Overcoming

Focus: Stuff

Philippians 4:13 (NKJV) I can do all things through Christ who strengthens me.

I have to confess there are some days when feel like more of an overcomer than others. I have been clean and sober since 1978…so, the things that test me these days are not drugs and alcohol. I have enjoyed many good years of sobriety and appreciate the quality of life I have without them.

My challenges these days are trying to grasp what is really important at this time of my life. Every stage of our existence is unique. We can always bring wisdom from the past along from one stage to the next…but other than that, a lot of things just don’t fit. Every stage of life involves acquisition and retirement.

Most people think of retirement as something you do when you get old enough. They assume it’s when you settle back and live on whatever you’ve managed to put away along with what you get from the government. But truthfully, some retirement happens each time we step from one stage of life to another.

(read more below)

Now, you can listen and/or read!

I will find encouragement in the example of brave people who have selflessly laid down everything to follow the call of God. -- Christina Cook Lee, A Quest For New Strength
Link to New Strength Devotional, Audio Version.
I will find encouragement in the example of brave people who have selflessly laid down everything to follow the call of God. -- Christina Cook Lee, A Quest For New Strength
New Strength Devotional Inspirational Statement of the Day

 

When you were small, your parents did a lot of your ‘retirement’ for you. When you were too old to play with certain toys, they had to make the decision about what would be put away in case more children came along, or what should be retired. Some things were shared with friends who had a child just a little younger than you were—or they might have been sentimentally tucked away…just because.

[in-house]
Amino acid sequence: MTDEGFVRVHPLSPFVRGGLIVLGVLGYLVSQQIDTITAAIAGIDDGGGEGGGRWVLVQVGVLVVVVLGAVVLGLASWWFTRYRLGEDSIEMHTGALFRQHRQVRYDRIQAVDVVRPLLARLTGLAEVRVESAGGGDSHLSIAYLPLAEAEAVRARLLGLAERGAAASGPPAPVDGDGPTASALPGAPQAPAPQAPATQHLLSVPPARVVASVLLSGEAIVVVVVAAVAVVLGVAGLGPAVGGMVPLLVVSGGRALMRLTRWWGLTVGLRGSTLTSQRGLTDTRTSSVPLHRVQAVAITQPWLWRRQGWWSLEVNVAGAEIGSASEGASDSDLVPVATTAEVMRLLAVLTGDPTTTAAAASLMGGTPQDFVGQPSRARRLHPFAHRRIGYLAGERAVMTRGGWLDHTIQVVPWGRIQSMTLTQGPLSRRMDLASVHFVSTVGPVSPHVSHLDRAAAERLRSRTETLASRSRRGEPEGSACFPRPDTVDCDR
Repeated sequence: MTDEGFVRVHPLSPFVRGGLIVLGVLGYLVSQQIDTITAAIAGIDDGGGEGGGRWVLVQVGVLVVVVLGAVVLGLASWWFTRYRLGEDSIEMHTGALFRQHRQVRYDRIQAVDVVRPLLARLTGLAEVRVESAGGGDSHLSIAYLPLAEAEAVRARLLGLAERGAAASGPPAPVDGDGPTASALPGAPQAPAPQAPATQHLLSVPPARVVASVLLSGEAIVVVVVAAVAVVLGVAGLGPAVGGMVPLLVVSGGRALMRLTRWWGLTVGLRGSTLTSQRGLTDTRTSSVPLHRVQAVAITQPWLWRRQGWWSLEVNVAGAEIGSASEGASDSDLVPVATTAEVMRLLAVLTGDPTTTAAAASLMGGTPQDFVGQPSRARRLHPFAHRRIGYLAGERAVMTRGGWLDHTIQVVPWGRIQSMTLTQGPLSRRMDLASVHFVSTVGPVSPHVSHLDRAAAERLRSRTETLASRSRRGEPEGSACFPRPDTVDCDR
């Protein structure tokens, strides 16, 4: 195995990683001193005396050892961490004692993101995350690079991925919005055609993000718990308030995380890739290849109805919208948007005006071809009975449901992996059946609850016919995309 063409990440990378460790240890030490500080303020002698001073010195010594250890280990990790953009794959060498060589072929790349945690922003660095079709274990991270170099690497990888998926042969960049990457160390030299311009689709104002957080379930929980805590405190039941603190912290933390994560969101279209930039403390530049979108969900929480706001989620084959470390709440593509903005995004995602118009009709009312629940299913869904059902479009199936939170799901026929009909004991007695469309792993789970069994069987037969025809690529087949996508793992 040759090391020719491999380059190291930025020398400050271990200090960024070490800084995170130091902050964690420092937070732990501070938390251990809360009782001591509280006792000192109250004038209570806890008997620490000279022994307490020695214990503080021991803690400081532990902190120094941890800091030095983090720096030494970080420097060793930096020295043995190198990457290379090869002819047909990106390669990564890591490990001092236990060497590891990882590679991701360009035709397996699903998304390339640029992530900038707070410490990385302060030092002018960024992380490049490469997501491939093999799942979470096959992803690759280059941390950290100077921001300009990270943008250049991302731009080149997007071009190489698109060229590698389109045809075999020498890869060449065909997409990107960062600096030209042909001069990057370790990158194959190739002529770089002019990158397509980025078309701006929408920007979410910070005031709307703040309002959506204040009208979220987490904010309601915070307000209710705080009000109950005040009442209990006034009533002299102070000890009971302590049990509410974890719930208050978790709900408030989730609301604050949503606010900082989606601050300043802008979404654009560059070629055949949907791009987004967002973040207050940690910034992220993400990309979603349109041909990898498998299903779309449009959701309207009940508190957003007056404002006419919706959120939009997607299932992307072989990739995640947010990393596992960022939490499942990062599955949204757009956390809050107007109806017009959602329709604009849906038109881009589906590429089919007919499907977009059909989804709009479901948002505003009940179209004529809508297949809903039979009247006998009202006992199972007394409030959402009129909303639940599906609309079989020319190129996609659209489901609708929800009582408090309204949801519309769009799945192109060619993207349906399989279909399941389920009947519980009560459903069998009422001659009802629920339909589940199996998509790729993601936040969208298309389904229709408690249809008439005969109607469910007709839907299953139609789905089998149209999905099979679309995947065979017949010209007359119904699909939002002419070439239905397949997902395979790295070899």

A lot of stuff comes along with childhood, so there was a lot of material ‘retiring’ to do during those years, as you quickly passed through shoes, clothes, storybooks, and other paraphernalia. But in addition to ‘stuff’, you also retired some of your behavior—and acquired some new.

That stage of your life was a time when you were constantly learning. You acquired new knowledge and understanding every single day.

During the teenage years, things might have gone a little crazy. A lot of things your parents thought you should have, might have gotten thrown out or hidden when your parents weren’t looking—and some things your parents wished you would get rid of, you simply wouldn’t part with. At that age, and all ages, people are trying to figure out who they are—so some things are just a mystery all the way around.

When you moved away from home and started living on your own, another process took place. You had to make more decisions on what was relevant and what was not. You wanted to be thought of as an adult and have your independence, yet there were some things you still weren’t ready to let go of that probably went along with you when you made the move.

Right now, you might still have some things that have been carted with you from one residence to the next that you rarely look at and you could actually live without, yet you feel an attachment to—or a responsibility to hold on to…a little longer.

I admire missionaries who have been able to part with everything to follow a long-term life’s calling to a foreign country. Could you do that? I know I would, if I had to—and so would you.

Some missionaries probably don’t let go of everything, but I’m sure many do. It probably is better for them to get rid of all of their material ties, if they truly plan to stay on the mission field permanently or indefinitely. That way, they wouldn’t be as tempted to just go back, if things got rough.

If someone was starting out fresh as a missionary in a foreign country with nothing, they would have to acquire the things they needed. Eventually, when they had ‘new stuff’, and acquired new relationships and understanding, they might feel like where they were, was more like ‘home’.

What is it about ‘stuff’ that makes us feel at home? And how do we make the decision what stuff is still relevant when we get older? I’ve never been very good at making those kinds of decisions, so that is my battle to overcome, at the moment. Truthfully, I’ve had more of an addiction to ‘stuff’ than I ever had to drugs and alcohol.

Declaration: I will find new strength by keeping my eyes on freedom. I will find encouragement in the example of brave people who have selflessly laid down everything in order to follow the call of God.

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For music selections that will help bring hope and encouragement during your recovery from depression and addiction, https://www.youtube.com/user/NewStrengthMusic/playlists?sort=dd&view=1

All NEW STRENGTH posts are Copyright by Christina Cook Lee 2012. Please request permission to re-post or re-blog.

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